Experts in Simulation Engineering
We are a pioneer company in the application of CAE and simulation solutions in a variety of industries since 2003
Extensive experience in simulation engineering
Based on an extensive background of more than 15 years, we deliver leading advanced simulation, engineering and consultancy FEA/CFD services around heat transfer and process equipment, non-conventional structures, high temperature piping or ducts systems and a wide range of equipment and structures
Our value proposal
Manufacturing cost savings (Lean Manufacturing)
Design and optimization
Saving materials and reducing weights
Definition of lightweight materials
Definition of high-strength materials
Definition of high durability materials
Safety & Reliability
Structural integrity analysis
and / or overturn
anticipation of failures
Evaluation of the useful or remaining life
Fitness For Service FFS Analysis (Aptitude to Service)
Root cause analysis (failure detection and evaluation)
Location and identification of critical points
Fatigue analysis and Creep analysis.
Mechanical analysis of the fracture
Definition of plan of corrective measures
Predictive and corrective maintenance.
Simulation with digital models (Digital Twin)
Time to market
Development of parameterizable designs
Development of modular designs
Implementation of agile systems and optimization of design rework
Some of our solutions
Finite Elements analysis
The finite element method (FEM) is a numerical technique used to perform finite element analysis (FEA) of any given physical phenomenon.
It is necessary to use mathematics to comprehensively understand and quantify any physical phenomena, such as structural or fluid behavior, thermal transport, wave propagation, and the growth of biological cells. Most of these processes are described using partial differential equations (PDEs). However, for a computer to solve these PDEs, numerical techniques have been developed over the last few decades and one of the most prominent today is the finite element method.
- Thermal / Structural Transient Analysis
- Dynamic Analysis (modal, harmonic, spectral, PSD, explicit, (…)
- Non-Linear Analysis
- Life Assessment, fatigue, and Creep Analysis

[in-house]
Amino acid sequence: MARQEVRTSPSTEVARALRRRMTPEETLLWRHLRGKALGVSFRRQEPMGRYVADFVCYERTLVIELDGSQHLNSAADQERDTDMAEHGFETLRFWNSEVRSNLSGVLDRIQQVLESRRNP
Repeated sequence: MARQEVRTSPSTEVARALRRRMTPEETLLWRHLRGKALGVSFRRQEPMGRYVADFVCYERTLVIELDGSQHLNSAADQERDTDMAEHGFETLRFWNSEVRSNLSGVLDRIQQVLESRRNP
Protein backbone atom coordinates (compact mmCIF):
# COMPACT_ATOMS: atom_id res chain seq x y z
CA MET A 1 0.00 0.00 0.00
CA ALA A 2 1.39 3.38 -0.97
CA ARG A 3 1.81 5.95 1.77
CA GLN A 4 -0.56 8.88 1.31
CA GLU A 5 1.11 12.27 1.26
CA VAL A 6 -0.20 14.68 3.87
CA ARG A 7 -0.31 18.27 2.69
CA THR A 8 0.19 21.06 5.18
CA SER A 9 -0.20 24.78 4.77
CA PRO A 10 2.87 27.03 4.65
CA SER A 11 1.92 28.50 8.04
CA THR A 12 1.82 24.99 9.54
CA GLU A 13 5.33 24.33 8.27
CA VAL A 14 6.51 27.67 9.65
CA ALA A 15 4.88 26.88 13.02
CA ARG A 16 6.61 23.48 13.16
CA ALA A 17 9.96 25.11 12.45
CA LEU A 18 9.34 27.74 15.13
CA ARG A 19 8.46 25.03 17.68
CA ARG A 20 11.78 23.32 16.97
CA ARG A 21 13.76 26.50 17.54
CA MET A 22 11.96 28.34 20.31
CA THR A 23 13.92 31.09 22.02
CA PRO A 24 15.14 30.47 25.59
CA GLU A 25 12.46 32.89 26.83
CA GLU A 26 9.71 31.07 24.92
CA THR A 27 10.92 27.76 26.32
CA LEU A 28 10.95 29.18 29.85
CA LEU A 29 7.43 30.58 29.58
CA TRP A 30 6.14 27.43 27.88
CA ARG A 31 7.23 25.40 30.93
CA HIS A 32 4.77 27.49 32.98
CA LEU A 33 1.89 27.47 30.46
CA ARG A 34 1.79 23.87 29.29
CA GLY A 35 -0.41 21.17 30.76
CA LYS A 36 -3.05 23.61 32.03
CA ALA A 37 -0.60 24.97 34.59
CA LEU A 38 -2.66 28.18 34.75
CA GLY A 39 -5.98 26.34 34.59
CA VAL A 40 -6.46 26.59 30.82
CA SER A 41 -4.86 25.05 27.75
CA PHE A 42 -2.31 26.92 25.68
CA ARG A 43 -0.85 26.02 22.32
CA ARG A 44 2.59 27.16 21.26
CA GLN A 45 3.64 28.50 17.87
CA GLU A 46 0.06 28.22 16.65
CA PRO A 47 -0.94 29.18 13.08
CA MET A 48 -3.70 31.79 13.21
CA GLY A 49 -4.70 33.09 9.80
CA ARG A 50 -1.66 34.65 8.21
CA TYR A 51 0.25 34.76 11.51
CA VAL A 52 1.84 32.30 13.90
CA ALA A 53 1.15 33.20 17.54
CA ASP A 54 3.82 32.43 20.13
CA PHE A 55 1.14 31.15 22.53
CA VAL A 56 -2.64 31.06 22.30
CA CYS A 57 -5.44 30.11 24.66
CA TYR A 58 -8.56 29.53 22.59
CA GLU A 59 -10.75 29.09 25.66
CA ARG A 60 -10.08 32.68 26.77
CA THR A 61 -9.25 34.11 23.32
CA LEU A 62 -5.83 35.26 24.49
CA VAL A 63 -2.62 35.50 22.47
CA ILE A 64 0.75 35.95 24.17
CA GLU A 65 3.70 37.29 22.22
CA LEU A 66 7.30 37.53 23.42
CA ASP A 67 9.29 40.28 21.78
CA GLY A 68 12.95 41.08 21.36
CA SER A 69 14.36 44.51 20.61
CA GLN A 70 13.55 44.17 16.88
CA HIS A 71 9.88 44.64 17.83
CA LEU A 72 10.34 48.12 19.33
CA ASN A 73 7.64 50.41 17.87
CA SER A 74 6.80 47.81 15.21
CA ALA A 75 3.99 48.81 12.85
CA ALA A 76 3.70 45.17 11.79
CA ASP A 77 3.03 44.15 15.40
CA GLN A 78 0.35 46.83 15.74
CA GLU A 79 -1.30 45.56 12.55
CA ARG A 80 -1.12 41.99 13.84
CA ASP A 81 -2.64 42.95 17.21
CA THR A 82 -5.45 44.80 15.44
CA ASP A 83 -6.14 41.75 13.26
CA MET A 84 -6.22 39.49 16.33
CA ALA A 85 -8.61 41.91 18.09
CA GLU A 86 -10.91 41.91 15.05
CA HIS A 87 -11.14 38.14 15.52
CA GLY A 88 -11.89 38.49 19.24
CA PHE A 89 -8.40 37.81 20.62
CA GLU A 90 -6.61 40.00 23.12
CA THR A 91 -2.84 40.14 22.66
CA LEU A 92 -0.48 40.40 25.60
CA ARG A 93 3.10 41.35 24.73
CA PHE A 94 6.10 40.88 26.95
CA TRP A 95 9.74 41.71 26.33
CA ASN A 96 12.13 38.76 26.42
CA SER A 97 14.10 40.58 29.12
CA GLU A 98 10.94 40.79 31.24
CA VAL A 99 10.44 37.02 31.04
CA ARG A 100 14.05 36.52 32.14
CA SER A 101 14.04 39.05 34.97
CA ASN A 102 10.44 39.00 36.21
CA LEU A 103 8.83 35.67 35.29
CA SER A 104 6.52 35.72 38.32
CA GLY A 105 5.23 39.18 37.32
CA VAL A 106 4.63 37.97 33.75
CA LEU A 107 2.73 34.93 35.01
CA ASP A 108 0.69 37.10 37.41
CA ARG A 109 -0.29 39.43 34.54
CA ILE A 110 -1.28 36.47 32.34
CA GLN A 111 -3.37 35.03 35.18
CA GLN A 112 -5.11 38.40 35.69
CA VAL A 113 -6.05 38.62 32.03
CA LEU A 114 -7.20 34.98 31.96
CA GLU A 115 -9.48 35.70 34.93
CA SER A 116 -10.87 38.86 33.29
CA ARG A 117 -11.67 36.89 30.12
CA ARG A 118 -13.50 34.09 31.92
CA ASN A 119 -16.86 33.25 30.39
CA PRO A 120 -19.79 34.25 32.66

- Fracture mechanics simulation
- CHT – Conjugated Heat Transfer Analysis
- Welding process simulation and PWHT analysis
- Composite, gasket, and other nonmetallic materials
- Topology Optimization
- MBD – Multibody Dynamics
- APDL Programming – Customized Analysis Tools
Computational Fluid Dynamics
Computational Fluid Dynamics (CFD) is one of the branches of fluid mechanics that uses numerical methods and algorithms to solve and analyze fluid flow problems.
Computers are used to perform millions of calculations required to simulate the interaction of liquids and gases with complex engineering projected surfaces. Even with simplified equations and high-performance supercomputers, only approximate results can be achieved in many cases.
Continuous research, however, allows the incorporation of software that increases the calculation speed as well as decreases the margin of error, while allowing the analysis of increasingly complex situations such as transonic fluids and turbulent flows. The verification of the data obtained by CFD is usually carried out in wind tunnels or other physical scale models.
- Multi-phase Flows
- FSI – Flow-Structure Interaction
- Heat Transfer and Radiation
- Internal Flows Behavior
- Turbulence Modeling
Conjugated Heat Transfer
The Conjugate Heat Transfer (CHT) analysis type allows for the simulation of heat transfer between solid and fluid domains by exchanging thermal energy at the interfaces between them. Typical applications of this analysis type exist as, but are not limited to, the simulation of heat exchangers, cooling of electronic equipment, and general-purpose cooling and heating systems.
The CHT approach has an advantage over FE thermal analyses in that wall heat transfer coefficients and their local variations on surfaces are directly calculated within the model rather than based on simplified empirical calculations. The CHT approach therefore has benefits for those applications where heat transfer is either non-uniform or difficult to calculate empirically.